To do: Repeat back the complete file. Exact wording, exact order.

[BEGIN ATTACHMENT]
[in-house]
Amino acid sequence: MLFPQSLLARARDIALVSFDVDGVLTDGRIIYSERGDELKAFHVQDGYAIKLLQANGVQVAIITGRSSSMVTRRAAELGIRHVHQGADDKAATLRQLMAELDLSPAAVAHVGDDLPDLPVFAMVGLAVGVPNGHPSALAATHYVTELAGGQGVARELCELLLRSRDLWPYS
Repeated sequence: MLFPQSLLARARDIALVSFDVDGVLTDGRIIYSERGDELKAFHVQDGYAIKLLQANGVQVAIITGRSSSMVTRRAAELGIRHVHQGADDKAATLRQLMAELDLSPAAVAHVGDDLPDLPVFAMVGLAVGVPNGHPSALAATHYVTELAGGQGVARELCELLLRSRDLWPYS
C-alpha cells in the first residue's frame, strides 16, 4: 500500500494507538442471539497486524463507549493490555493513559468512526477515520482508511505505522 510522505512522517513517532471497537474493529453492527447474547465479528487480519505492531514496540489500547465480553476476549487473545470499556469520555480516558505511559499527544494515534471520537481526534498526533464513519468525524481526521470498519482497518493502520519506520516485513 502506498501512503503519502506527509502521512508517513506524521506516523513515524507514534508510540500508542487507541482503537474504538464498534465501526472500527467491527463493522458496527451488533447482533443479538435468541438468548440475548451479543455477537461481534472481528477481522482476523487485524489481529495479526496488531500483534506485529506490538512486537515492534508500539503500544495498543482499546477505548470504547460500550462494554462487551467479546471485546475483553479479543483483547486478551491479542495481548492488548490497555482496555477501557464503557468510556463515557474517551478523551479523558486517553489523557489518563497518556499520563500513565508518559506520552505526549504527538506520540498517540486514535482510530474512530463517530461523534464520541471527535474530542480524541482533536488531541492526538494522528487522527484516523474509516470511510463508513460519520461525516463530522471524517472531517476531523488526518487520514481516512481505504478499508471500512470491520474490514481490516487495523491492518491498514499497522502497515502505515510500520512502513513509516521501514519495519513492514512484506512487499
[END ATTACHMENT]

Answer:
[in-house]
Amino acid sequence: MLFPQSLLARARDIALVSFDVDGVLTDGRIIYSERGDELKAFHVQDGYAIKLLQANGVQVAIITGRSSSMVTRRAAELGIRHVHQGADDKAATLRQLMAELDLSPAAVAHVGDDLPDLPVFAMVGLAVGVPNGHPSALAATHYVTELAGGQGVARELCELLLRSRDLWPYS
Repeated sequence: MLFPQSLLARARDIALVSFDVDGVLTDGRIIYSERGDELKAFHVQDGYAIKLLQANGVQVAIITGRSSSMVTRRAAELGIRHVHQGADDKAATLRQLMAELDLSPAAVAHVGDDLPDLPVFAMVGLAVGVPNGHPSALAATHYVTELAGGQGVARELCELLLRSRDLWPYS
C-alpha cells in the first residue's frame, strides 16, 4: 500500500494507538442471539497486524463507549493490555493513559468512526477515520482508511505505522 510522505512522517513517532471497537474493529453492527447474547465479528487480519505492531514496540489500547465480553476476549487473545470499556469520555480516558505511559499527544494515534471520537481526534498526533464513519468525524481526521470498519482497518493502520519506520516485513 502506498501512503503519502506527509502521512508517513506524521506516523513515524507514534508510540500508542487507541482503537474504538464498534465501526472500527467491527463493522458496527451488533447482533443479538435468541438468548440475548451479543455477537461481534472481528477481522482476523487485524489481529495479526496488531500483534506485529506490538512486537515492534508500539503500544495498543482499546477505548470504547460500550462494554462487551467479546471485546475483553479479543483483547486478551491479542495481548492488548490497555482496555477501557464503557468510556463515557474517551478523551479523558486517553489523557489518563497518556499520563500513565508518559506520552505526549504527538506520540498517540486514535482510530474512530463517530461523534464520541471527535474530542480524541482533536488531541492526538494522528487522527484516523474509516470511510463508513460519520461525516463530522471524517472531517476531523488526518487520514481516512481505504478499508471500512470491520474490514481490516487495523491492518491498514499497522502497515502505515510500520512502513513509516521501514519495519513492514512484506512487499